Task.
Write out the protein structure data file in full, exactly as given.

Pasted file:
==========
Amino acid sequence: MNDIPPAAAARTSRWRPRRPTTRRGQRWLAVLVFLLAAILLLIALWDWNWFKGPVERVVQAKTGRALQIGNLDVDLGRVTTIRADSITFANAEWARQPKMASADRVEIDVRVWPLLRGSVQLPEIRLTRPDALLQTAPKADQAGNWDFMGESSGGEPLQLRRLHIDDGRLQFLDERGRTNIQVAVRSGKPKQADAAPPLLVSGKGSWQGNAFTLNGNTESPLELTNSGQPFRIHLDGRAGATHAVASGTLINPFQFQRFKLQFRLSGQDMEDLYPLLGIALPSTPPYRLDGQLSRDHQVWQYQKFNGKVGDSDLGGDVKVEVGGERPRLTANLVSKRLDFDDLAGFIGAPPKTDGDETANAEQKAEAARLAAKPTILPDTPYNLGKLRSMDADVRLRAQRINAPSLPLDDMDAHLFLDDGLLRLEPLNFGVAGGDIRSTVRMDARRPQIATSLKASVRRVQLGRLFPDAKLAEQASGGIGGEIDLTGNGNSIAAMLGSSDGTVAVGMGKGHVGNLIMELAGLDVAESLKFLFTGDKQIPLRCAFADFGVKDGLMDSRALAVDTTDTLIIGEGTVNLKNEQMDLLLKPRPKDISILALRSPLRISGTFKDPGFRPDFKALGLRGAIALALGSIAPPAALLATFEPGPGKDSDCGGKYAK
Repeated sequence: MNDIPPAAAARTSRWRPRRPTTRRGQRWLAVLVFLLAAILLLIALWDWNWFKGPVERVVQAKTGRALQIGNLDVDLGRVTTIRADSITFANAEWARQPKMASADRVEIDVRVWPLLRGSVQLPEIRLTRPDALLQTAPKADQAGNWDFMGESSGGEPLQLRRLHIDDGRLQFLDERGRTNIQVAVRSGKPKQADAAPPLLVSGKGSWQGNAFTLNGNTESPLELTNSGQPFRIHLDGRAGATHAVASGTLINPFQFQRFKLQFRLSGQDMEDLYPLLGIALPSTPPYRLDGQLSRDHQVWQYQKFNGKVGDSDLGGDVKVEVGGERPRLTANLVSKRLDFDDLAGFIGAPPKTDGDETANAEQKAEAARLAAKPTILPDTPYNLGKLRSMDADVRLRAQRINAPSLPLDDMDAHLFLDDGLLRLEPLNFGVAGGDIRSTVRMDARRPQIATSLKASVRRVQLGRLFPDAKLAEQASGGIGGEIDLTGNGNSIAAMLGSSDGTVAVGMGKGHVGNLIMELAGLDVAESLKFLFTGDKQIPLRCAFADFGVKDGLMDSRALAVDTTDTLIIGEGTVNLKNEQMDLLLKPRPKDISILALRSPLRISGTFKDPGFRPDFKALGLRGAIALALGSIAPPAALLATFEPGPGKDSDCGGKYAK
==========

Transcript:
Amino acid sequence: MNDIPPAAAARTSRWRPRRPTTRRGQRWLAVLVFLLAAILLLIALWDWNWFKGPVERVVQAKTGRALQIGNLDVDLGRVTTIRADSITFANAEWARQPKMASADRVEIDVRVWPLLRGSVQLPEIRLTRPDALLQTAPKADQAGNWDFMGESSGGEPLQLRRLHIDDGRLQFLDERGRTNIQVAVRSGKPKQADAAPPLLVSGKGSWQGNAFTLNGNTESPLELTNSGQPFRIHLDGRAGATHAVASGTLINPFQFQRFKLQFRLSGQDMEDLYPLLGIALPSTPPYRLDGQLSRDHQVWQYQKFNGKVGDSDLGGDVKVEVGGERPRLTANLVSKRLDFDDLAGFIGAPPKTDGDETANAEQKAEAARLAAKPTILPDTPYNLGKLRSMDADVRLRAQRINAPSLPLDDMDAHLFLDDGLLRLEPLNFGVAGGDIRSTVRMDARRPQIATSLKASVRRVQLGRLFPDAKLAEQASGGIGGEIDLTGNGNSIAAMLGSSDGTVAVGMGKGHVGNLIMELAGLDVAESLKFLFTGDKQIPLRCAFADFGVKDGLMDSRALAVDTTDTLIIGEGTVNLKNEQMDLLLKPRPKDISILALRSPLRISGTFKDPGFRPDFKALGLRGAIALALGSIAPPAALLATFEPGPGKDSDCGGKYAK
Repeated sequence: MNDIPPAAAARTSRWRPRRPTTRRGQRWLAVLVFLLAAILLLIALWDWNWFKGPVERVVQAKTGRALQIGNLDVDLGRVTTIRADSITFANAEWARQPKMASADRVEIDVRVWPLLRGSVQLPEIRLTRPDALLQTAPKADQAGNWDFMGESSGGEPLQLRRLHIDDGRLQFLDERGRTNIQVAVRSGKPKQADAAPPLLVSGKGSWQGNAFTLNGNTESPLELTNSGQPFRIHLDGRAGATHAVASGTLINPFQFQRFKLQFRLSGQDMEDLYPLLGIALPSTPPYRLDGQLSRDHQVWQYQKFNGKVGDSDLGGDVKVEVGGERPRLTANLVSKRLDFDDLAGFIGAPPKTDGDETANAEQKAEAARLAAKPTILPDTPYNLGKLRSMDADVRLRAQRINAPSLPLDDMDAHLFLDDGLLRLEPLNFGVAGGDIRSTVRMDARRPQIATSLKASVRRVQLGRLFPDAKLAEQASGGIGGEIDLTGNGNSIAAMLGSSDGTVAVGMGKGHVGNLIMELAGLDVAESLKFLFTGDKQIPLRCAFADFGVKDGLMDSRALAVDTTDTLIIGEGTVNLKNEQMDLLLKPRPKDISILALRSPLRISGTFKDPGFRPDFKALGLRGAIALALGSIAPPAALLATFEPGPGKDSDCGGKYAK